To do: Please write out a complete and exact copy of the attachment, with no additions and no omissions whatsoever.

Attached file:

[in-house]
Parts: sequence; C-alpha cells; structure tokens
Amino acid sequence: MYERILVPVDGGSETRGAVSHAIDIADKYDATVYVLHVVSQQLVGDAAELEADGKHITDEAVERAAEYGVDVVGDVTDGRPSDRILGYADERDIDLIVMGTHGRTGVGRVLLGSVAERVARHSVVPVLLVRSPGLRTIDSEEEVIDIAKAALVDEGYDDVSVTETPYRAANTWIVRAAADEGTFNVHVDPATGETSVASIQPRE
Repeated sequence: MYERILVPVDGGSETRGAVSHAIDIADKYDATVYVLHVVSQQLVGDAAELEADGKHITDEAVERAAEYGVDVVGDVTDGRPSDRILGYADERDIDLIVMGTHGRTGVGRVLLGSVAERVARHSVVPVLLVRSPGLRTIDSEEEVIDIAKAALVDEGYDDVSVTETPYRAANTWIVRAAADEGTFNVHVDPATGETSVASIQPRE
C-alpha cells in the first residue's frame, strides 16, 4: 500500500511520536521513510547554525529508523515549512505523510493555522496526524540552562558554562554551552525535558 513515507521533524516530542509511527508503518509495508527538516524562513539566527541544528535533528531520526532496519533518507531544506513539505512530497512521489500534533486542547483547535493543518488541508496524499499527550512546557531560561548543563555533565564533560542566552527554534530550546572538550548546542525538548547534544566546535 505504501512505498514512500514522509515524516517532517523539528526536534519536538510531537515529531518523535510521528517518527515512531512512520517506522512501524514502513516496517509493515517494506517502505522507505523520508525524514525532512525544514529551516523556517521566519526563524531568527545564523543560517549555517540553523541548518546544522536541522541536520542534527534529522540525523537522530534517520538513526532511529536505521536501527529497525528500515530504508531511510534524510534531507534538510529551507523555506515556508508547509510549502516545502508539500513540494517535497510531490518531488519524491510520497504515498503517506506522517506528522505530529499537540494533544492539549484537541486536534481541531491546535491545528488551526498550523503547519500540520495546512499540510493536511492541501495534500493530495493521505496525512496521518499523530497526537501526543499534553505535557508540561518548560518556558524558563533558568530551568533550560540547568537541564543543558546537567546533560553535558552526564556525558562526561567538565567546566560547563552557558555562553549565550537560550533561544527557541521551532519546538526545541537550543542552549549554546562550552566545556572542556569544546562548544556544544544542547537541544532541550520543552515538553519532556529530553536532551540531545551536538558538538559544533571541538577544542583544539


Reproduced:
[in-house]
Parts: sequence; C-alpha cells; structure tokens
Amino acid sequence: MYERILVPVDGGSETRGAVSHAIDIADKYDATVYVLHVVSQQLVGDAAELEADGKHITDEAVERAAEYGVDVVGDVTDGRPSDRILGYADERDIDLIVMGTHGRTGVGRVLLGSVAERVARHSVVPVLLVRSPGLRTIDSEEEVIDIAKAALVDEGYDDVSVTETPYRAANTWIVRAAADEGTFNVHVDPATGETSVASIQPRE
Repeated sequence: MYERILVPVDGGSETRGAVSHAIDIADKYDATVYVLHVVSQQLVGDAAELEADGKHITDEAVERAAEYGVDVVGDVTDGRPSDRILGYADERDIDLIVMGTHGRTGVGRVLLGSVAERVARHSVVPVLLVRSPGLRTIDSEEEVIDIAKAALVDEGYDDVSVTETPYRAANTWIVRAAADEGTFNVHVDPATGETSVASIQPRE
C-alpha cells in the first residue's frame, strides 16, 4: 500500500511520536521513510547554525529508523515549512505523510493555522496526524540552562558554562554551552525535558 513515507521533524516530542509511527508503518509495508527538516524562513539566527541544528535533528531520526532496519533518507531544506513539505512530497512521489500534533486542547483547535493543518488541508496524499499527550512546557531560561548543563555533565564533560542566552527554534530550546572538550548546542525538548547534544566546535 505504501512505498514512500514522509515524516517532517523539528526536534519536538510531537515529531518523535510521528517518527515512531512512520517506522512501524514502513516496517509493515517494506517502505522507505523520508525524514525532512525544514529551516523556517521566519526563524531568527545564523543560517549555517540553523541548518546544522536541522541536520542534527534529522540525523537522530534517520538513526532511529536505521536501527529497525528500515530504508531511510534524510534531507534538510529551507523555506515556508508547509510549502516545502508539500513540494517535497510531490518531488519524491510520497504515498503517506506522517506528522505530529499537540494533544492539549484537541486536534481541531491546535491545528488551526498550523503547519500540520495546512499540510493536511492541501495534500493530495493521505496525512496521518499523530497526537501526543499534553505535557508540561518548560518556558524558563533558568530551568533550560540547568537541564543543558546537567546533560553535558552526564556525558562526561567538565567546566560547563552557558555562553549565550537560550533561544527557541521551532519546538526545541537550543542552549549554546562550552566545556572542556569544546562548544556544544544542547537541544532541550520543552515538553519532556529530553536532551540531545551536538558538538559544533571541538577544542583544539